Rory Attwell: I vehemently disliked The Libertines. That music was the antithesis of anything I wanted to be involved with. It made me so angry – it all seemed like contrived nonsense, and everything about them was so limp. Their guitar sound was weedy and lacked any personality or charm. Their lyrics were fanciful secondary-school poetry nonsense. I used to get so wound up when people would compare that guy’s lyrics to an amazing lyricist like Shane MacGowan. That, topped off with their crappy military jackets and bootcut jeans. Posh little twerps.

James Smith, singer and producer in Hadouken!: The indie crowd were knee-deep in leather jackets, winklepickers and trilbys. There was that hangover of the Pete Doherty vagabond that had crept into everything – it was an authenticism that was so forced and dry. Seeing stuff like Dev in Test Icicles rocking hot pink guitars in beaten up converse, and adding synths into the fray, suddenly made The Fratellis or whoever look like a bunch of embarrassing uncles. It was music for Top Gear CDs you buy in garages. Something had to give.

Rory Attwell: At the time, I thought it would be ridiculous for anyone to be influenced by us, but looking back, there are a lot of things we were doing that became prominent parts of the new rave thing – probably more behavioural and visual than anything.

Sam Potter, synths and sampler in Late of the Pier: We were trying so hard to make music that didn't sound like anything we’d heard before.

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Milo Cordell, keyboardist and vocalist in The Big Pink, and founder of Merok Records: The club night Trash [started by DJ and producer Erol Alkan] was so important. It was an amazing space to meet people.

Sam Potter: Hearing Erol play Gang of Four into Aphex Twin – it just blew our minds to hear such feverish eclecticism.

Erol Alkan, DJ, Producer: If Trash inspired people then that’s amazing. I always wanted it to be a really positive space for people, and I think if you can create that kind of space then you have a good chance of it being a breeding ground for something.

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Left: Guests at Trash in 2002. Photo: Everynight Images / Alamy Stock Photo. Right: Klaxons fans at a 2007 gig. Photo: PYMCA / Universal Images Group via Getty Images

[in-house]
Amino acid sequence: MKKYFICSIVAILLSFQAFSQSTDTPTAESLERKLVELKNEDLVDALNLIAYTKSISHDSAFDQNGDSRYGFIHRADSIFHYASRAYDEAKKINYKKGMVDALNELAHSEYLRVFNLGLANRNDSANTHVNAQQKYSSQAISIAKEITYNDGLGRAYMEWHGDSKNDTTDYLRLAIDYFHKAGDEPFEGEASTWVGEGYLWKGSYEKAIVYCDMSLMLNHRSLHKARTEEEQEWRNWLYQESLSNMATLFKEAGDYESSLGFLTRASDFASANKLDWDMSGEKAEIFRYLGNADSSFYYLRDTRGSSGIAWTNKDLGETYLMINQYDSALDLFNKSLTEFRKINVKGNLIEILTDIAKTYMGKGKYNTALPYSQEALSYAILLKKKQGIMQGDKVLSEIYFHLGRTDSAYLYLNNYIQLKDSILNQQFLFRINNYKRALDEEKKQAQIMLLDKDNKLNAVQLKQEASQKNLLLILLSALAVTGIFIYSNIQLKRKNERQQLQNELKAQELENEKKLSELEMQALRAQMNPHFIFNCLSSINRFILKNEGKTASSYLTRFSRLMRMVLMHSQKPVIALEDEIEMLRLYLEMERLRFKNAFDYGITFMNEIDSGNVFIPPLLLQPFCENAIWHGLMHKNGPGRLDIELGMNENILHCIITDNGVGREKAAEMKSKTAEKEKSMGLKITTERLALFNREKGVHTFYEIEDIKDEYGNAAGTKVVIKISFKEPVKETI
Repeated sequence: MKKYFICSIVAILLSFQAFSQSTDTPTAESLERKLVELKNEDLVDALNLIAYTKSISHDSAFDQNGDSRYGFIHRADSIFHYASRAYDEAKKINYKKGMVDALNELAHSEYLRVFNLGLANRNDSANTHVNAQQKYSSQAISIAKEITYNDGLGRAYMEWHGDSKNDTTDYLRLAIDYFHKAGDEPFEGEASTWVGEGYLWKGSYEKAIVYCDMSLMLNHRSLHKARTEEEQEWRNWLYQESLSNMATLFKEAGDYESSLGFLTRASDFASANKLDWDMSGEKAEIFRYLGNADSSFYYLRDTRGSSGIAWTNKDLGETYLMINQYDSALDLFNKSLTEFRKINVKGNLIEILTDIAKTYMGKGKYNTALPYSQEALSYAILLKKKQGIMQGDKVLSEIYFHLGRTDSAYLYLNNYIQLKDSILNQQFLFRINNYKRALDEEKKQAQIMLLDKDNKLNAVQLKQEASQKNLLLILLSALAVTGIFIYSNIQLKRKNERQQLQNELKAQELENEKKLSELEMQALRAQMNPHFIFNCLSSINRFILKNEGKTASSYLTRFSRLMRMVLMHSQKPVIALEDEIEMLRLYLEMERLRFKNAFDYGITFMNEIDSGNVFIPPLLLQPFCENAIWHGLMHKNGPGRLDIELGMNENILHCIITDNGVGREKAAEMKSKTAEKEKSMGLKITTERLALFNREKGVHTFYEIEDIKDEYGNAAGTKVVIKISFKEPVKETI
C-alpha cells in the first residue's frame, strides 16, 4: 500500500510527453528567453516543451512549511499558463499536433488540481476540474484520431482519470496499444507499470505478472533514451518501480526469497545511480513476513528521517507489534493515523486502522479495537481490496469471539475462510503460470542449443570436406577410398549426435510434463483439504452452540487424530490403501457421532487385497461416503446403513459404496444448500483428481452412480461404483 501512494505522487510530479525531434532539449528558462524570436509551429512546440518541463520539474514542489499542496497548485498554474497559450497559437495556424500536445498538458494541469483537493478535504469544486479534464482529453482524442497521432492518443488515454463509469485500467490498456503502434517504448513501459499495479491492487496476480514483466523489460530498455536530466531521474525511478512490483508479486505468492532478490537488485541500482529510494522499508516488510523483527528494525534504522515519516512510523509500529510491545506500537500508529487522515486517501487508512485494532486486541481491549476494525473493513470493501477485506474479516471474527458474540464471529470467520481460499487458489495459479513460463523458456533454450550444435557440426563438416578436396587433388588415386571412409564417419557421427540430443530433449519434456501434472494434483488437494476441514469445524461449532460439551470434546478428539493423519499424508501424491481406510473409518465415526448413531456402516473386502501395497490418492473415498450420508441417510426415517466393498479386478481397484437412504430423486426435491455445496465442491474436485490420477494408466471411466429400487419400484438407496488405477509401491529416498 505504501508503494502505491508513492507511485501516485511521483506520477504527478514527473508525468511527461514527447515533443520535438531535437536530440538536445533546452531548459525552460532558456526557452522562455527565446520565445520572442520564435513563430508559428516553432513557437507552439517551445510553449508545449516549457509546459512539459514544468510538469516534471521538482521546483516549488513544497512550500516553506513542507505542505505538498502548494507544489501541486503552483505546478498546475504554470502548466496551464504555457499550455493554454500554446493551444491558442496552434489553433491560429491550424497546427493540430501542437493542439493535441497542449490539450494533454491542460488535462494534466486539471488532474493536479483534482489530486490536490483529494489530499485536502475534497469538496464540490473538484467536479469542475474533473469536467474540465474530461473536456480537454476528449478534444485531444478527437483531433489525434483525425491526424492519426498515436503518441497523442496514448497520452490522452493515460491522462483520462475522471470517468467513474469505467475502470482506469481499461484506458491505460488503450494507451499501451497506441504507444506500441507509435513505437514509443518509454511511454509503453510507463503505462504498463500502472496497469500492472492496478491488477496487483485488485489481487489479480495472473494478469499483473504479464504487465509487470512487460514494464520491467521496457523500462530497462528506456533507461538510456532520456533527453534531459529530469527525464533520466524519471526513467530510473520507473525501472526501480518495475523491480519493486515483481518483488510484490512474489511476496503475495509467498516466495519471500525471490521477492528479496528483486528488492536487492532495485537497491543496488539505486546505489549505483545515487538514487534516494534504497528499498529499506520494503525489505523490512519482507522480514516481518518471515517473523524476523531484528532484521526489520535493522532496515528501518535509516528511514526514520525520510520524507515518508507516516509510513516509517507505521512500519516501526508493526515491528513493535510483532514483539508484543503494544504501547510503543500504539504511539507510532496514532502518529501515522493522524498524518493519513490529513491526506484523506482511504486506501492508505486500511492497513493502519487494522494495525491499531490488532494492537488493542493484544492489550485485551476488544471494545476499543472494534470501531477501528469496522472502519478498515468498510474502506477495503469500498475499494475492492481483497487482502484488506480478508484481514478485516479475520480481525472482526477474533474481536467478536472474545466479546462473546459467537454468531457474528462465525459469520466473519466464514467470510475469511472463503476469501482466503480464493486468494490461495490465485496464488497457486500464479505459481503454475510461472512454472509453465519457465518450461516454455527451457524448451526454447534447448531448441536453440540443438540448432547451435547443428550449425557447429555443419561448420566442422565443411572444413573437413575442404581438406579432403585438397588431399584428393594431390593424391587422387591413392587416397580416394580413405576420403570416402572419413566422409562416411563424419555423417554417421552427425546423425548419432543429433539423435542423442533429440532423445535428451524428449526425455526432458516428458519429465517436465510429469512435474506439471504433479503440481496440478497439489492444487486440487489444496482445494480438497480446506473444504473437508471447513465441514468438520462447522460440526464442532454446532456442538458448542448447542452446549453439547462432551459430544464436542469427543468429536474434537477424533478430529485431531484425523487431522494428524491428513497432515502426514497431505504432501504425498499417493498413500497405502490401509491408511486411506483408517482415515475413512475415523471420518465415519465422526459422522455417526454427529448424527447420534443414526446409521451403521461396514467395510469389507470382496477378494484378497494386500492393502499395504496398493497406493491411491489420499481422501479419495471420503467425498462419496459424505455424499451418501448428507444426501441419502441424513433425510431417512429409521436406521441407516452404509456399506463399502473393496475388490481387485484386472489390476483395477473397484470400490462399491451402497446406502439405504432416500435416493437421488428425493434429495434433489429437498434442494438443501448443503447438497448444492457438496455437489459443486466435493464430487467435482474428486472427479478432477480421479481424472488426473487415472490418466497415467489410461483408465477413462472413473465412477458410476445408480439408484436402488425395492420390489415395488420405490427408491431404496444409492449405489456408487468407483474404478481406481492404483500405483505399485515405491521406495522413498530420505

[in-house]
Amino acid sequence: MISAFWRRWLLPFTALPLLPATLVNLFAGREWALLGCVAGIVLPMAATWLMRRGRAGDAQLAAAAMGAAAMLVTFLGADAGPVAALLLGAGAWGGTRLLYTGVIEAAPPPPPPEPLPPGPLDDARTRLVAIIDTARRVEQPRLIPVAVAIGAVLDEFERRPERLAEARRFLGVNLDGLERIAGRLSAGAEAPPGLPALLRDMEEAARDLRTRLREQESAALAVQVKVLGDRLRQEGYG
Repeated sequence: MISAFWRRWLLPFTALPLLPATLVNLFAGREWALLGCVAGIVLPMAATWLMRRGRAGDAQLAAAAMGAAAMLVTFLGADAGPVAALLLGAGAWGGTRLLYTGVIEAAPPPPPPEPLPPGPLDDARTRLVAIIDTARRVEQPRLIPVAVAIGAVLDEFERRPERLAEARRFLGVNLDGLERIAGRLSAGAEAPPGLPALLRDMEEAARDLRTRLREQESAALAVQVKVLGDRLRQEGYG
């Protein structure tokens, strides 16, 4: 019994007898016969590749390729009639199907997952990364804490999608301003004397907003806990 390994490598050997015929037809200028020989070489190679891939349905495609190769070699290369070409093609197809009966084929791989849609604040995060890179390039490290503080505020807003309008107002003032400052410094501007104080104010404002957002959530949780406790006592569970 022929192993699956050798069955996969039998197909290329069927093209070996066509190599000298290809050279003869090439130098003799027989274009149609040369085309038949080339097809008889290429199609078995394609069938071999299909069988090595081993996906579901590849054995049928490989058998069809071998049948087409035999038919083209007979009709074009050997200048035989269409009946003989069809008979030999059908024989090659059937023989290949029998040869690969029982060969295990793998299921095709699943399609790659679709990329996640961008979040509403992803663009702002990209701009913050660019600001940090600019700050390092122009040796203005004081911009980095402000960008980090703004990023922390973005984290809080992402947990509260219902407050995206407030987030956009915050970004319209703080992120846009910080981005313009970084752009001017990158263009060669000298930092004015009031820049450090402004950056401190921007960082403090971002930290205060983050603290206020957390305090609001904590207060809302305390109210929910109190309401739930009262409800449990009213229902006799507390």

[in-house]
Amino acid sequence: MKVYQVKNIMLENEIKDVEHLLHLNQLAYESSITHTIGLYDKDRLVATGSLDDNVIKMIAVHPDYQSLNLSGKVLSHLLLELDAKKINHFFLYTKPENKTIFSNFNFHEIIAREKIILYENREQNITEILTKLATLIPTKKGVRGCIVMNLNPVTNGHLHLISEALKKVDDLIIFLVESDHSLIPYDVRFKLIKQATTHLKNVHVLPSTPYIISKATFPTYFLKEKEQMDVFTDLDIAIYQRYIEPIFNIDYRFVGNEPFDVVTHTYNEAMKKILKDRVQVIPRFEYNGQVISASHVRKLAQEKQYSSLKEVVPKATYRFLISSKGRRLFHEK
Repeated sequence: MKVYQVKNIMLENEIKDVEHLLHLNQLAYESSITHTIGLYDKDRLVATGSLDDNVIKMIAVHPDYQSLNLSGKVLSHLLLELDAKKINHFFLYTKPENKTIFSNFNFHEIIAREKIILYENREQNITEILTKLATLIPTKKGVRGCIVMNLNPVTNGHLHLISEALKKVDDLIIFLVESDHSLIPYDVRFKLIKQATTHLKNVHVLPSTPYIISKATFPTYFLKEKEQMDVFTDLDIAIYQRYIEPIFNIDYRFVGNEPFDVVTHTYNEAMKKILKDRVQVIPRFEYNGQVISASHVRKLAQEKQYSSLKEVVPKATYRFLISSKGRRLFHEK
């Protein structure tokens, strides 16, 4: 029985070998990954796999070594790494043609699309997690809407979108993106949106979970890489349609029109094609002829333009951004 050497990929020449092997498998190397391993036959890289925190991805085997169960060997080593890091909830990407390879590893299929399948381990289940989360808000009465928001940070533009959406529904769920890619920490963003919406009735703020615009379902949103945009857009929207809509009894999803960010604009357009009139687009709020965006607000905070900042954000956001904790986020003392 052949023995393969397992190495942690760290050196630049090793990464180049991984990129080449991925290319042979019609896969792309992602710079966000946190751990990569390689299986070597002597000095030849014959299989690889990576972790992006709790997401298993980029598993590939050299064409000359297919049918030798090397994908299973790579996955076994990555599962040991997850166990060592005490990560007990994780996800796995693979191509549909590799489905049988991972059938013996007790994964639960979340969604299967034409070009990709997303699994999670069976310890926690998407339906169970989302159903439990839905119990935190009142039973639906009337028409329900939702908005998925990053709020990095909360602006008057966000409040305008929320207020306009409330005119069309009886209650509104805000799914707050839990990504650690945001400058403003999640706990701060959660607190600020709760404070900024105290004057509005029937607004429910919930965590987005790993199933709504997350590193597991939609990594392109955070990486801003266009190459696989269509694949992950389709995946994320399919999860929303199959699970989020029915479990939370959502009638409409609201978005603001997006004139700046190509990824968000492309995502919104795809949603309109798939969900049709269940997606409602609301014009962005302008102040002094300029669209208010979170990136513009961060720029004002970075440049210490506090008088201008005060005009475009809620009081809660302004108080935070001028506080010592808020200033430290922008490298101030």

THE RISE OF NEW RAVE

Jamie Reynolds: We booked shows before we knew what we were doing. We did two shows where we literally rolled on the floor and didn’t play anything. It was a punky mess.

Tony Beard, manager of Klaxons and Shitdisco: The early gigs were simultaneously brilliant and terrible.

Joe Daniel: Those shows were a total mess. James [Righton, keyboardist and vocalist in Klaxons] was always trying to play properly, Jamie was giving it loads and getting really sweaty, and Simon [Taylor-Davis, guitarist in Klaxons] was this demented Tasmanian devil making it all fall apart by throwing his guitar around and jumping into the drum kit and wrestling the other two into the crowd.

Milo Cordell: When I started a label, everything I wanted in a group was what Klaxons were. We had the same reference points – sci-fi, Ballard, Philip K. Dick, the band Liars. I just couldn't be more excited by them. I was head over heels in love.

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Jamie Reynolds: We told all our friends what to wear at the gigs, and we bought whistles and glow sticks to give them, so people would turn up at shows and see all our mates going crazy, and be like, ‘Oh fuck, what is this?’

Tony Beard: It was executed perfectly. They hadn’t put out a record, but had 200 people at their shows. Everyone was dressed up with air horns. It was a real vibe. The crowd probably put on more of a show than the band for the first few gigs. They felt like real cultural events. Everyone’s off their heads, including the band, and it just felt like a moment.

Conor McNicholas: It wasn’t that things were stale at that point, but that incredibly fierce electric buzz you get off the new inevitably wears off. That energy is the lifeblood of NME. Bands like The Killers, Kings of Leon and Kasabian all came in and then went straight into your mum and dad's playlist. Which was useless for us, as our title was set in opposition to the music your parents liked. So you have to find something more noisy and extreme for that teenage audience to grab onto and make their own. This is why Klaxons were great, because it’s easy to look at it and go: “This is absolute trash, what the fuck is going on here?” I was like, ‘Brilliant, let’s have some of that.’ Same thing with The Horrors: “This is unlistenable nonsense from people who look ridiculous?” Yeah, that's pretty much the bedrock of pop culture, I’ll have some of that as well.